20. J.W. Brewer said,

    January 18, 2015 @ 5:03 pm

    http://grammarist.com/usage/entitled-titled/ seems to claim (if I'm reading it correctly) that "book entitled" has fairly recently become the minority variant if you look through google news as a whole (suggesting NYT usage might be a lagging indicator, and generally serving as a reminder that when doing corpus linguistics the choice of corpus can matter quite a bit) But obviously there's a huge difference between "no longer the majority variant in all contexts" and "archaic/obsolete/wrong."

    It is possible that entitled/titled works differently for "review" than "book," of course. My first page of recent google results for "review entitled" are very science-heavy, e.g. "A new collaborative review entitled, 'Novel Approaches in Anaplastic Thyroid Cancer Therapy.'" I had to get to the 5th page of results before "entitled" was used with a "review" that was a book review in a mainstream/non-academic publication, whereas a hit fitting that description was on the first page of results for "review titled."

  21. Guy said,

    January 18, 2015 @ 5:10 pm

    Alyssa, if I understand what you mean correctly, you seem to be saying that the verb "entitle" no longer exists and that "entitled" is only available as an adjective and not a past participle. I don't think that's right, and I'm not sure why grammaticality would necessarily turn on the tense of the clause as you suggest even if that were right – "A book that could have been 200 pages longer" strikes me as just as grammatical as "A book that could be 200 pages longer", although the meaning is different. (The former is "doubly modally remote" and indicates that the hypothetical possibility is now foreclosed).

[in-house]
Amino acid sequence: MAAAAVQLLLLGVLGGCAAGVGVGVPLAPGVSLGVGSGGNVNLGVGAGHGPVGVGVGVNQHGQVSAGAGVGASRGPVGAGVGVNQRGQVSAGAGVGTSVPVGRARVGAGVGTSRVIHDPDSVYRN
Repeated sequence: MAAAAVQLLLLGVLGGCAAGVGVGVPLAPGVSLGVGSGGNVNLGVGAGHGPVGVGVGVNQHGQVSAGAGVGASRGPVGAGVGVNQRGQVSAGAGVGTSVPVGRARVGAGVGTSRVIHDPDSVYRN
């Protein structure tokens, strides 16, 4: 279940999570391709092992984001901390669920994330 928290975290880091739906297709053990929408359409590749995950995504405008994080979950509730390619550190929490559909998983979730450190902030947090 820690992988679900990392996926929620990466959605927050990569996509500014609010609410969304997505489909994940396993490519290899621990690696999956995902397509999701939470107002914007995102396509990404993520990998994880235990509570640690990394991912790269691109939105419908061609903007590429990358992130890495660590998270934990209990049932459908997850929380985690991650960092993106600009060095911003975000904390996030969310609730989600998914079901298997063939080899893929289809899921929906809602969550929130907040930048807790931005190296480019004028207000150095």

22. J.W. Brewer said,

    January 18, 2015 @ 5:26 pm

    The notion that the more recent pejorative sense of "entitled" might have skunked other older senses seems intuitively plausible, but it strikes me that sentences of the form "A is entitled to B" remain quite common and unskunked. (Secular decline in "entitled to" for most of 20th c according to google books n gram, but stabilized/slightly rising since early 90's.) So one would need to explain why some but not other uses of "entitled" got skunked.

  23. D.O. said,

    January 18, 2015 @ 6:15 pm

    1) "Book titled" is only 1/3 of the "book entitled", but titled is a much rarer word. If we do the ratios (book entitled)/entitled vs. (book titled)/titled the latter wins 3.5%/2%, which might (let me emphasize it — might) mean that for some people the word entitled is reserved for other things. That is, the feeling might be that "book entitled" is wrong not because a book can not be entitled, but because entitled is about something else and we have more exact and specific word for titling books. I don't know whether that sort of linguistic perception mechanism ever works, just throwing in an idea.

  24. Jerry Friedman said,

    January 19, 2015 @ 1:05 am

    My funky monkey neurons also say "book titled" is the normal form and dislike "book entitled". Following on what's in J. W. Brewer's link (though I don't know whether we can trust Google News numbers), I checked the Spoken corpus of COCA.

    book titled: 45
    book entitled: 28

    This suggests that what comes to mind is "titled", but in print copyeditors are keeping "entitled" alive, or rather undead. Well, it may not suggest anything that extreme, and there might be other explanations, but I wanted to point out that the foot may be in the other shoe, as the zombies say.

  25. Bob Ladd said,

    January 19, 2015 @ 2:32 am

    "And there's also a question that I didn't raise but could have. Lexical change sometimes leads to peeving that the new usage is Wrong. But in this case, the peevers are all on the opposite side. Why? "